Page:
Don’t know about you but after a birthday (or if we’ve been to a party) we have balloons kicking about the house for months. Well why not put those balloons to use and use them to show the power of static electricity.
What you need:
- Balloon (essential).
- Hair (essential – any amount will do. Ideally human, no idea how well cat or dog hair works but doubt they will appreciate you rubbing a balloon on them!).
- Wall (essential).
What to do:
- Rub the balloon on your hair.
- After a good amount of rubbing put the balloon on a wall to see what happens.
- You can use a jumper or carpet instead of hair and then hold it up to someone’s hair to see what happens to the hair. You should also be able to ‘stick’ it to the wall afterwards but might need a bit more rubbing on the jumper/carpet first.
The science bit
Static electricity is the build up of electrical charge in an object. It’s called static electricity because it stays in one place for a period of time. It’s all to do with the electrons (remember them from chemistry lessons?). They are those negative subatomic particles that are part of atoms, usually found spinning around on the outside. Anyway static charge can happen when two objects touch and electrons move from one surface to another. Objects with a build-up of static electricity, such as the balloon, are attracted to things that don’t, for example the wall which is why it ‘sticks’ to it.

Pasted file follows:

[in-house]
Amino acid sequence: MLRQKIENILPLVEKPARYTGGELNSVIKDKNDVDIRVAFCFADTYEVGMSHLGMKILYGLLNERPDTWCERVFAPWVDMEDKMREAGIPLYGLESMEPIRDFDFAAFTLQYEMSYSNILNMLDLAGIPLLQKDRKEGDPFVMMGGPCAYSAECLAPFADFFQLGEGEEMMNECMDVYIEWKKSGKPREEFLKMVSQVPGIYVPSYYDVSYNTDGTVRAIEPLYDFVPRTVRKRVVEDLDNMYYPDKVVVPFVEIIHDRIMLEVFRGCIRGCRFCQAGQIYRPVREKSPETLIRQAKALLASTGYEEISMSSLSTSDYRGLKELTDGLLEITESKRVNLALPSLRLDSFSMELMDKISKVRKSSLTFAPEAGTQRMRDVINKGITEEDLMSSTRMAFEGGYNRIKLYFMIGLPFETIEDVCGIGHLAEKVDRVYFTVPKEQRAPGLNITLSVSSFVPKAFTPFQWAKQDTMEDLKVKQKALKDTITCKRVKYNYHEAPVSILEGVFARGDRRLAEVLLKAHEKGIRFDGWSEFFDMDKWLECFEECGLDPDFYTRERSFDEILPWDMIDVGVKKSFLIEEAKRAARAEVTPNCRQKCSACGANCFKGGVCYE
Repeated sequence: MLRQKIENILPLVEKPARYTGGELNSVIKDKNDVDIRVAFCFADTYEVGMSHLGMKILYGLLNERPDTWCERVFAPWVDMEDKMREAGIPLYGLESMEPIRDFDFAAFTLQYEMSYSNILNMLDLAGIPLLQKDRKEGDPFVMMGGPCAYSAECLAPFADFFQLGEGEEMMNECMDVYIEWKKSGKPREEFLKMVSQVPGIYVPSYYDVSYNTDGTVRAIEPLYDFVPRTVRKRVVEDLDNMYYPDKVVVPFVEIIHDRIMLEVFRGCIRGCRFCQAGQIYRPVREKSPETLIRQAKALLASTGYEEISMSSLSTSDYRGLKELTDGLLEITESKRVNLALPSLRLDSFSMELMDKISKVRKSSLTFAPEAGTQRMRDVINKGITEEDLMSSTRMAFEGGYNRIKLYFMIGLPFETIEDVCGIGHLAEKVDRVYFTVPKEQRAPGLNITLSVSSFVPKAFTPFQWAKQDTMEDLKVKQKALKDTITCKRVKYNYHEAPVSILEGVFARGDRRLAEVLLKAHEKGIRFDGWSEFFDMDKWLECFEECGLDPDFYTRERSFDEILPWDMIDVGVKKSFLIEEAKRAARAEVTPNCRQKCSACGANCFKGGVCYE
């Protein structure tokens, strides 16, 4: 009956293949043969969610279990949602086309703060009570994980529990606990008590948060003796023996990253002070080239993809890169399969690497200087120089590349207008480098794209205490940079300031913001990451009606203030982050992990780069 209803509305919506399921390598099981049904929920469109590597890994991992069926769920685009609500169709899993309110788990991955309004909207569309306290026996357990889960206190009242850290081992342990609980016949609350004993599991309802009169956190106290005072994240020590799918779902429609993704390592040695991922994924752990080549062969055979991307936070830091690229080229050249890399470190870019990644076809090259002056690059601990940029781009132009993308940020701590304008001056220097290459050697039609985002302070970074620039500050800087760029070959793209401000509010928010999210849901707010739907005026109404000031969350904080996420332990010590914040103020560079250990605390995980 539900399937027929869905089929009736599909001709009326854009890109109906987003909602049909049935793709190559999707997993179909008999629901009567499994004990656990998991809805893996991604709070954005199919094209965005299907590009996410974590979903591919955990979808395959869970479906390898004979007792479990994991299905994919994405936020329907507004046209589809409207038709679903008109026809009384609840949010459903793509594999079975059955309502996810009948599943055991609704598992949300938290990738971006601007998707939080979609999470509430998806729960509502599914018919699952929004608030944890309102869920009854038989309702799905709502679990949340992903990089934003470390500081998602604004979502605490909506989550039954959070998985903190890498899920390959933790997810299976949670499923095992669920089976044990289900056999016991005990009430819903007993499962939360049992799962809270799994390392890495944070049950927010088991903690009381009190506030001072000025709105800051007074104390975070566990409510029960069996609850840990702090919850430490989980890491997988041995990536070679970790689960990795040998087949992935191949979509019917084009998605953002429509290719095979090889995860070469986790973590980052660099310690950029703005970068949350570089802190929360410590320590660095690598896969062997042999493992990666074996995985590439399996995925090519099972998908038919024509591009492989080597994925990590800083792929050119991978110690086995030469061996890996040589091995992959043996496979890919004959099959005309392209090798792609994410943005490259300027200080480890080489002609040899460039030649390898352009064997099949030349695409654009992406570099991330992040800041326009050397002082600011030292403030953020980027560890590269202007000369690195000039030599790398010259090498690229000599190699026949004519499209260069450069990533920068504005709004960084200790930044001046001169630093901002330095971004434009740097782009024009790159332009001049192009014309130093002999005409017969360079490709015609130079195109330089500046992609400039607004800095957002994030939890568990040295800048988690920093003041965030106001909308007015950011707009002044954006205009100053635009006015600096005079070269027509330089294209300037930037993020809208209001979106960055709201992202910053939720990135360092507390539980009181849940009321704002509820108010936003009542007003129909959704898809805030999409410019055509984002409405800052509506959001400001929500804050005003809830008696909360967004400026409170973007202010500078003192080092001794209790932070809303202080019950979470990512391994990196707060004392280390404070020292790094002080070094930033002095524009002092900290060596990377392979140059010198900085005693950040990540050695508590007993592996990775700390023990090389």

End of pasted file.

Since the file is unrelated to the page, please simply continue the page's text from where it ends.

A bit like a magnet objects with opposite charges attract and also objects with the same charge repel each other. You know when kids go on a slide or trampoline in the sunshine and their hair sticks up? Well that is actually because each hair strand has become positively charged and it is trying to get get away from all the other positively charged strands of hair.
Explaining it to children
Static electricity builds up inside the balloon by rubbing it on hair/carpet/a jumper. Things that have a build-up of static electricity are attracted to things that don’t. Therefore the balloon will ‘stick’ to the wall and also lift up your hair if rubbed on a carpet first.
Experiment based on an activity from the fantastic Usborne Activities: 365 Science Activities book.